- The GOP tax bill separates owners from earners on Wall Street in a meaningful way.
- Many in the industry are worried about the cap on state and local tax deductions.
- That means the GOP is taking from a class of people that used to vote for them – the party should prepare for the consequences.
I’m not writing this to ask you to feel sorry for anyone, I’m just reporting the news here.
I have to say that because it’s hard for most Americans to feel sorry for anyone on Wall Street. Since 2008, generally, the feeling is that the fiefdom of finance got off free, thanks to its influence in Washington. The bankers blew up the economy. We picked up the pieces.
Now, though, it seems that influence only extends to the richest among them. The GOP’s tax bill will create two different Wall Streets – one of the worried wealthy, and another of the carefree, mobile Masters of the Universe. This bill will widen the separation between the rich and the filthy, tycoon-like, oligarch rich.
The worried wealthy is a class comprised of rich people trying to stay rich. These are the wage earners at banks and hedge funds and wealth management shops. This is the Wall Street that is worried about the all-but elimination of state and local (SALT) deductions. This is a Wall Street where suddenly getting that second home on Long Island is looking like a mistake. Suddenly having a bunch of kids to send to private school is feeling like more of a burden.
And those kids must go to private school. And you must have that house on Long Island. It is ever so vital, after all, to keep up with the Jones’ on Wall Street. It can be a large part of what makes the culture so toxic.
That is because keeping up means collecting money at breakneck speed. In 2015 the IRS data showed that in New York City – Wall Street’s ancestral home and spiritual capital – deductions for state and local income taxes averaged more than $US57,400 while deductions for property taxes averaged $US14,400. So you can see how for some, a $US10,000 deduction simply will not do. Not if they want to keep giving impressive checks to their favourite charities – if they want to stay on the board of this or that, and make sure their kids want for everything (and get it).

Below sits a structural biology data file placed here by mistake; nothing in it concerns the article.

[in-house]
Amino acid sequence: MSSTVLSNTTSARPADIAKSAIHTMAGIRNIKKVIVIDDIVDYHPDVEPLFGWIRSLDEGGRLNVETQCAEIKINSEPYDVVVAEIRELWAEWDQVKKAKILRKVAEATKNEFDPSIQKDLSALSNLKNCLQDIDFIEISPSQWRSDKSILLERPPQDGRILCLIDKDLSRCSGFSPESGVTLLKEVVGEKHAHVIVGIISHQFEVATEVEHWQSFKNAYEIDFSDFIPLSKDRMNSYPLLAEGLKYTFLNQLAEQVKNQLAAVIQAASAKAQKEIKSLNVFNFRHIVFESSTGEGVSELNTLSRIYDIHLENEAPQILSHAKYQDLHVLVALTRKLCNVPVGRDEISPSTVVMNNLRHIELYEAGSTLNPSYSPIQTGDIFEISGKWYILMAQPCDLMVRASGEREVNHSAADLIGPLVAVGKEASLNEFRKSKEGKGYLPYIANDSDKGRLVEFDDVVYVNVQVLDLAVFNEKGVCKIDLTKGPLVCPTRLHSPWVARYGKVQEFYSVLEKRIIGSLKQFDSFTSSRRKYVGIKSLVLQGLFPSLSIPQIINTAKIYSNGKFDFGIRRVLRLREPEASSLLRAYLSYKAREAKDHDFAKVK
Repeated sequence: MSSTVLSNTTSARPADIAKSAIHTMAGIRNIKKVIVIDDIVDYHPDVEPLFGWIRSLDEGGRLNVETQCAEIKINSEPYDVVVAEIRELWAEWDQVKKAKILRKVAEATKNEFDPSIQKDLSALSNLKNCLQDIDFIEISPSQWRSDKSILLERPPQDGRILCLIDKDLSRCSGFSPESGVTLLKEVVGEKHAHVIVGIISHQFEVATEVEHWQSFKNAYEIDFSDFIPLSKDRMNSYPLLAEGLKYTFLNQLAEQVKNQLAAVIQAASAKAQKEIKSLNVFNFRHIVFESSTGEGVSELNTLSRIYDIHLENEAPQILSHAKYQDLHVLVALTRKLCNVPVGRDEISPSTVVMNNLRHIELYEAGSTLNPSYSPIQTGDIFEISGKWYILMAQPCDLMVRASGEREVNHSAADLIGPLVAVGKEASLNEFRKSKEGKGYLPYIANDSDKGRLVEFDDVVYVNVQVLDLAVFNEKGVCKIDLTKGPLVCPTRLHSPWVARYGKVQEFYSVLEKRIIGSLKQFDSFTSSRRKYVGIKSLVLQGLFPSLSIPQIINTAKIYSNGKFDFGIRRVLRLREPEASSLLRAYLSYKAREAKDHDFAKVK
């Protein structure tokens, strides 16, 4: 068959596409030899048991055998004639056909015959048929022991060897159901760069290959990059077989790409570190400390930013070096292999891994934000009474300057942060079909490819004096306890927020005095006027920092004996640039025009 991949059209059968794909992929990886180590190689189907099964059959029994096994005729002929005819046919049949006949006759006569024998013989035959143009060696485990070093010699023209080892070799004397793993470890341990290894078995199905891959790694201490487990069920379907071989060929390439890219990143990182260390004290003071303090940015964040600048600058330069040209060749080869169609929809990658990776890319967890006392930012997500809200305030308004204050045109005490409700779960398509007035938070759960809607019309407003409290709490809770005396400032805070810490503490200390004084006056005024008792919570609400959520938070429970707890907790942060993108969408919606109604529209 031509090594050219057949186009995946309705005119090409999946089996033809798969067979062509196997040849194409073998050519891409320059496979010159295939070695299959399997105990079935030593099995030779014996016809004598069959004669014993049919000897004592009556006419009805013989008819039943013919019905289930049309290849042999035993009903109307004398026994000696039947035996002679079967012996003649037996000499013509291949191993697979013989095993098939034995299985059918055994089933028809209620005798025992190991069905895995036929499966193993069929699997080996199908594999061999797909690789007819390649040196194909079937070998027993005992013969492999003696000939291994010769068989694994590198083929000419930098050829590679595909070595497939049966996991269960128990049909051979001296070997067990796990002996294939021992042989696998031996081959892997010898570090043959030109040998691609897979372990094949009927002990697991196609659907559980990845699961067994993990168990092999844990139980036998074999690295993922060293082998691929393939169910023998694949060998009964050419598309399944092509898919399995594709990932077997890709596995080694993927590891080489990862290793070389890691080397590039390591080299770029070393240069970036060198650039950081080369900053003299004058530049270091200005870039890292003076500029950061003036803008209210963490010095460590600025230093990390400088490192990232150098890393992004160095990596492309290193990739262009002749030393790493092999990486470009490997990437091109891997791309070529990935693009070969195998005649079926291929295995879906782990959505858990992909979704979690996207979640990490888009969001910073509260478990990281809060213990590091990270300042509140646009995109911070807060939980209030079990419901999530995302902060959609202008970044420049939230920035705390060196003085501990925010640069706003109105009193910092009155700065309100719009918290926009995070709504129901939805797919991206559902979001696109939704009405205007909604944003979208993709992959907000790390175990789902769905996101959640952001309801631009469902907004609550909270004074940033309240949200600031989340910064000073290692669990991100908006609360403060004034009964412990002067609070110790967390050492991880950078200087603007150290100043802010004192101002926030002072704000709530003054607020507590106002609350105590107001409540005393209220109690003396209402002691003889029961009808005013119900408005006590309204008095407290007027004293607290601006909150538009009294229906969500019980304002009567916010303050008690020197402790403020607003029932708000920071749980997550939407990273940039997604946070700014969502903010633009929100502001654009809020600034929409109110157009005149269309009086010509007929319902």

But don’t worry, some people are still gods
And now for the other Wall Street. The one populated by the super rich – by people who can just get in their jets and fly away. They will be getting much richer. These are Wall Street’s owners – the hedge fund managers, the private equity titans, the executives who get paid eye-popping salaries.
This is the Wall Street where other worries are shrugged off as the elimination of the estate tax (at least up to $US11 million) means a huge windfall for the next generation. It’s where the best accountants can be hired to ensure that provisions for pass-through businesses can be fudged to their maximization. Which is to say, to maximise wealth for the wealthy.
One billionaire investor I spoke to said that his people, like the rest of us, are still trying to wrap their minds around how the pass-through provisions work. It’s a lot of information and makes for slow-going, but he could tell me one thing for sure – “lots of loopholes, apparently.”
On Friday, Josh Brown, CEO of New York City investment firm Ritholtz Wealth Management wrote about this growing inequality with a voice that would sound at home in the pages of Jacobin Magazine: